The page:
Locke had arranged for Braine and sixteen Confederate sympathisers from Nova Scotia and New Brunswick to board the Chesapeake as normal passengers while in New York. While en route to Maine, on the night of December 7, just off the coast of Cape Cod, Baine and the others commandeered the vessel. In the exchange of gunfire that transpired the ship’s second engineer was killed and three others wounded. After the seizing of the vessel, Locke took command of the vessel himself at Grand Manan Island.
The crew was faced with the problem that neutrality regulations forbade the bringing of prizes into British waters. Locke still took the Chesapeake to Saint John, New Brunswick as planned but was unable to load coal for the voyage south. As a result, the steamer made its way to Nova Scotia. They stopped in at Shelburne (DEC 10) and at Conquerall Bank, Nova Scotia on the Lahave River (Dec 14) where they loaded some coal, and then spent two days and sold some of the stolen cargo for supplies.
The Chesapeake was nearly caught by the Ella and Annie on the LaHave River. Under the cover of night, the Chesapeake turned all lights out and slipped behind Spectacle Island and out the LaHave without being detected. The Chesapeake was again able to avoid capture at Lunenburg and made its way to Halifax. The vessel moved through Mahone Bay. At St. Margaret’s Bay it let some crew leave the ship. By December 16, the ship arrived at Mud Cove harbour at Sambro. Once there Locke went to Halifax over land and arranged to have a schooner come to Sambro to load coal. While the Chesapeake was being loaded with coal the Ella and Annie and USS Dacotah arrived.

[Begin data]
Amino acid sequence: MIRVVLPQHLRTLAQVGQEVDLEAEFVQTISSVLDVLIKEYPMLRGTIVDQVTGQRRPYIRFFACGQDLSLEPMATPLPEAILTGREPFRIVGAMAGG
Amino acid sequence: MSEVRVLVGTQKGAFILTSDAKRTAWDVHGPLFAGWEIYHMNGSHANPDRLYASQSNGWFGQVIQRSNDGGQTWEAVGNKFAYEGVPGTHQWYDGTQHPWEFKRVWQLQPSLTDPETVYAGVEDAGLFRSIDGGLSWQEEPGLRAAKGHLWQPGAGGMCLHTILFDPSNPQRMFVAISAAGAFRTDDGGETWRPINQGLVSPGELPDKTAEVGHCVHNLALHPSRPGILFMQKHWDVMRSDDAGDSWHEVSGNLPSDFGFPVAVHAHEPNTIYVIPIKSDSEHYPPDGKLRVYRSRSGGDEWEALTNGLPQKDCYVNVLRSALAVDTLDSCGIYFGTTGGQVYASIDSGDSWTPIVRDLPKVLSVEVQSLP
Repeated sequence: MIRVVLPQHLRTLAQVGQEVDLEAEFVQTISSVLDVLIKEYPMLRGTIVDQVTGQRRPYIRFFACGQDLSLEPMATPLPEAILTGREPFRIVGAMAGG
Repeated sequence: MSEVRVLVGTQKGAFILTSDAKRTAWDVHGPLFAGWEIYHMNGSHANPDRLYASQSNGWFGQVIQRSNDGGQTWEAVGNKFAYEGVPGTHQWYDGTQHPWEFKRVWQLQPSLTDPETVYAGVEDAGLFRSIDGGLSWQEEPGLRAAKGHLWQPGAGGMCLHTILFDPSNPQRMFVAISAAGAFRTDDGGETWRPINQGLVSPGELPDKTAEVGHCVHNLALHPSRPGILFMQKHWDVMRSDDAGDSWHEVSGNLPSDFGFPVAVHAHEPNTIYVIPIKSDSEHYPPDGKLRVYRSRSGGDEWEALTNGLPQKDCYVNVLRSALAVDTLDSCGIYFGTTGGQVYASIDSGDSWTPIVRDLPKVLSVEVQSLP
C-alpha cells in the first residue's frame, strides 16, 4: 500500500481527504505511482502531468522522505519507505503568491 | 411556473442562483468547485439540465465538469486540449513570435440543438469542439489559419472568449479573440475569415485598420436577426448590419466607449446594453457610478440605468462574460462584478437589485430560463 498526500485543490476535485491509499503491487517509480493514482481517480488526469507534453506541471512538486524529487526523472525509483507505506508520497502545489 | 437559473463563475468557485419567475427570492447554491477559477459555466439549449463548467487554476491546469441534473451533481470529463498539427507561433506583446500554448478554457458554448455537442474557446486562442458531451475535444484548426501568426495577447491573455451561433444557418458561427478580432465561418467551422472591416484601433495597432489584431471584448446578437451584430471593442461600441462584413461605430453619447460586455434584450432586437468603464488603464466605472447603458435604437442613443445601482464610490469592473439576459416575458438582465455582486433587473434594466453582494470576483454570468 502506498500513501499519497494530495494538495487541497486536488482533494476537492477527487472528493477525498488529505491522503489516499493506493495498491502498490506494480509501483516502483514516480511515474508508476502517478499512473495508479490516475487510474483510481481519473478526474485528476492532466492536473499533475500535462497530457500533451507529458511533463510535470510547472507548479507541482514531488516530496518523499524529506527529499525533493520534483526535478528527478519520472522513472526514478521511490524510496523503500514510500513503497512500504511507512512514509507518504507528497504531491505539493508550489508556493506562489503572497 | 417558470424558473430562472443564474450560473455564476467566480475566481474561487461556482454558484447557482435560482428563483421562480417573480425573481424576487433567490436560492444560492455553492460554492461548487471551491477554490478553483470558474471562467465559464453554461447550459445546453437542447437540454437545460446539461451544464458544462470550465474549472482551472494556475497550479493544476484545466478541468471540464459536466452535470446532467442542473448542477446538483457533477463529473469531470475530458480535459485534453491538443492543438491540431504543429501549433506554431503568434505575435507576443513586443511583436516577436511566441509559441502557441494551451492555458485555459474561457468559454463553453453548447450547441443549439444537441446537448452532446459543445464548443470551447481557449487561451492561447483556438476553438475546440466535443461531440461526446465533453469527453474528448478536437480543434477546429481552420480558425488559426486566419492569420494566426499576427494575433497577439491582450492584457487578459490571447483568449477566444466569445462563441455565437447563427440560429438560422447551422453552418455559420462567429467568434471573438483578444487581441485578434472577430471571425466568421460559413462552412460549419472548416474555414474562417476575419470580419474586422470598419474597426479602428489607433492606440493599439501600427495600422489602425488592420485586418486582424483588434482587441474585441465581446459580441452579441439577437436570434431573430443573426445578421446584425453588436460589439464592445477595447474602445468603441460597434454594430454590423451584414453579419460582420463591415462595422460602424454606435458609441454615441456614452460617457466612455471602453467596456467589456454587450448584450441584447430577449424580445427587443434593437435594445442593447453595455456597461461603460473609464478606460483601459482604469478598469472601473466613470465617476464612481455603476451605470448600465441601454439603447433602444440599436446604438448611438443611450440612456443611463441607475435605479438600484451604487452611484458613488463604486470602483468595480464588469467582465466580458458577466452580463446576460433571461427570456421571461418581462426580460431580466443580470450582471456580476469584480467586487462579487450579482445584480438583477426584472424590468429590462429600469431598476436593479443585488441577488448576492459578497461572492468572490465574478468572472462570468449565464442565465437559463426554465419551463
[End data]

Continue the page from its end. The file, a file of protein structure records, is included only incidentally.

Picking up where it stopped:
Upon the arrival of the American warships, most of the crew of the Chesapeake fled. Lieutenant Nickels of the Ella and Annie violated British sovereignty and international laws and proceeded to arrest the three men that remained – one New Brunswicker and two Nova Scotians. George Wade, who had murdered a crew member, was among the prisoners. The Americans took the Chesapeake to Halifax to get clearance for their actions from the British. The Chesapeake arrived in Halifax on December 17, under the escort of the two American War ships. Three other warships, who had also been in pursuit of the Chesapeake, followed. (These included the USS Acacia, USS Cornubia, and the USS Niagara (1855).)
U.S. Secretary of State William H. Seward told the British that he wanted the Chesapeake returned immediately and the captures put in jail and extradited to the states.
William Johnston Almon was generally regarded as the unofficial Confederate consul in Halifax. He constantly harboured Confederate “refugees” and hosted numerous prominent Confederate officials, who were automatically welcomed at Rosebank during their stay in town. He was a friend and correspondent of Confederate President Jefferson Davis. He worked with Alexander Keith, Jr. to free the Confederates.
The Chesapeake was to await adjudication in the colonial Admiralty court, while the Confederate prisoner Wade was to be given to the American authorities for extradition. Almond and Keith arranged for Wade’s escape in a rowboat to Ketch Harbour and then on to Hantsport. The Americans were outraged and, in response, the British put a warrant out for the rest of his crew. A few of the crew were tried but were found not guilty on a technicality.